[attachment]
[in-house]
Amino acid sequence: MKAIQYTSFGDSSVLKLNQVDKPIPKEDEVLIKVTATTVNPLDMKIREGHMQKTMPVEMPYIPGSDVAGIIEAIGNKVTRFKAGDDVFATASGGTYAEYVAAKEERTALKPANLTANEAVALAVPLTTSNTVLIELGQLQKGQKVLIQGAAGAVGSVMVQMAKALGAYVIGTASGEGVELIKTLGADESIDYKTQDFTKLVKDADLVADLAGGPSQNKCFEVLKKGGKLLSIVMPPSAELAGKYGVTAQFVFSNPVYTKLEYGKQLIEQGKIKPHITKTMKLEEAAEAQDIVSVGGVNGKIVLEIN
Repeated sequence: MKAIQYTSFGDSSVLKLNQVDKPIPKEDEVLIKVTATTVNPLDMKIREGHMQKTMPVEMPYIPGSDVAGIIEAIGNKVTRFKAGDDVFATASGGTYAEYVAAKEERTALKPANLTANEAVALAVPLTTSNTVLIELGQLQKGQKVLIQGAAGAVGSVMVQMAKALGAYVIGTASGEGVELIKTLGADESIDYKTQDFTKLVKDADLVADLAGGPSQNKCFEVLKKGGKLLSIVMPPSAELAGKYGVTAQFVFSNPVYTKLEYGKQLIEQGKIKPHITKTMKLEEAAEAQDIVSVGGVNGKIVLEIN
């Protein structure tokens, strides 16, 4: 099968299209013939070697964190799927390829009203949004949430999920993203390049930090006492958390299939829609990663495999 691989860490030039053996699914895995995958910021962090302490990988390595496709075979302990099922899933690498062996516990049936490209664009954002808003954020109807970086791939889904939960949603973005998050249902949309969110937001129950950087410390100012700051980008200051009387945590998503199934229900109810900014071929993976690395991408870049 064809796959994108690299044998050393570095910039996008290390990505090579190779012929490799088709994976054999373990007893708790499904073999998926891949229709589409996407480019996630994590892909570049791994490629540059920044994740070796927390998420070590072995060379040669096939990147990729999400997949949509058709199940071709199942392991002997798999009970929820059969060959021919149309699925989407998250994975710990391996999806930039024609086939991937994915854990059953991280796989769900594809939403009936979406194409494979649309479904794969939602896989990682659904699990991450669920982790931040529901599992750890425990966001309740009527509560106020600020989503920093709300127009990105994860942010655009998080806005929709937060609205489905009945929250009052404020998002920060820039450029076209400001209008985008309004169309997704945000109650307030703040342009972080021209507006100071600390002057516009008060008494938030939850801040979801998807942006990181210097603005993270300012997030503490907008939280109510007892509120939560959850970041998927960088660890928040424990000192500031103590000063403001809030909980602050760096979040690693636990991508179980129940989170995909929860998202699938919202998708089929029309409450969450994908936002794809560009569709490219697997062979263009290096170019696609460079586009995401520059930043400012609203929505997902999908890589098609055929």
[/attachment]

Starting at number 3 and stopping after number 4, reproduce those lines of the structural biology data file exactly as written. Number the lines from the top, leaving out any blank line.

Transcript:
Repeated sequence: MKAIQYTSFGDSSVLKLNQVDKPIPKEDEVLIKVTATTVNPLDMKIREGHMQKTMPVEMPYIPGSDVAGIIEAIGNKVTRFKAGDDVFATASGGTYAEYVAAKEERTALKPANLTANEAVALAVPLTTSNTVLIELGQLQKGQKVLIQGAAGAVGSVMVQMAKALGAYVIGTASGEGVELIKTLGADESIDYKTQDFTKLVKDADLVADLAGGPSQNKCFEVLKKGGKLLSIVMPPSAELAGKYGVTAQFVFSNPVYTKLEYGKQLIEQGKIKPHITKTMKLEEAAEAQDIVSVGGVNGKIVLEIN
């Protein structure tokens, strides 16, 4: 099968299209013939070697964190799927390829009203949004949430999920993203390049930090006492958390299939829609990663495999 691989860490030039053996699914895995995958910021962090302490990988390595496709075979302990099922899933690498062996516990049936490209664009954002808003954020109807970086791939889904939960949603973005998050249902949309969110937001129950950087410390100012700051980008200051009387945590998503199934229900109810900014071929993976690395991408870049 064809796959994108690299044998050393570095910039996008290390990505090579190779012929490799088709994976054999373990007893708790499904073999998926891949229709589409996407480019996630994590892909570049791994490629540059920044994740070796927390998420070590072995060379040669096939990147990729999400997949949509058709199940071709199942392991002997798999009970929820059969060959021919149309699925989407998250994975710990391996999806930039024609086939991937994915854990059953991280796989769900594809939403009936979406194409494979649309479904794969939602896989990682659904699990991450669920982790931040529901599992750890425990966001309740009527509560106020600020989503920093709300127009990105994860942010655009998080806005929709937060609205489905009945929250009052404020998002920060820039450029076209400001209008985008309004169309997704945000109650307030703040342009972080021209507006100071600390002057516009008060008494938030939850801040979801998807942006990181210097603005993270300012997030503490907008939280109510007892509120939560959850970041998927960088660890928040424990000192500031103590000063403001809030909980602050760096979040690693636990991508179980129940989170995909929860998202699938919202998708089929029309409450969450994908936002794809560009569709490219697997062979263009290096170019696609460079586009995401520059930043400012609203929505997902999908890589098609055929």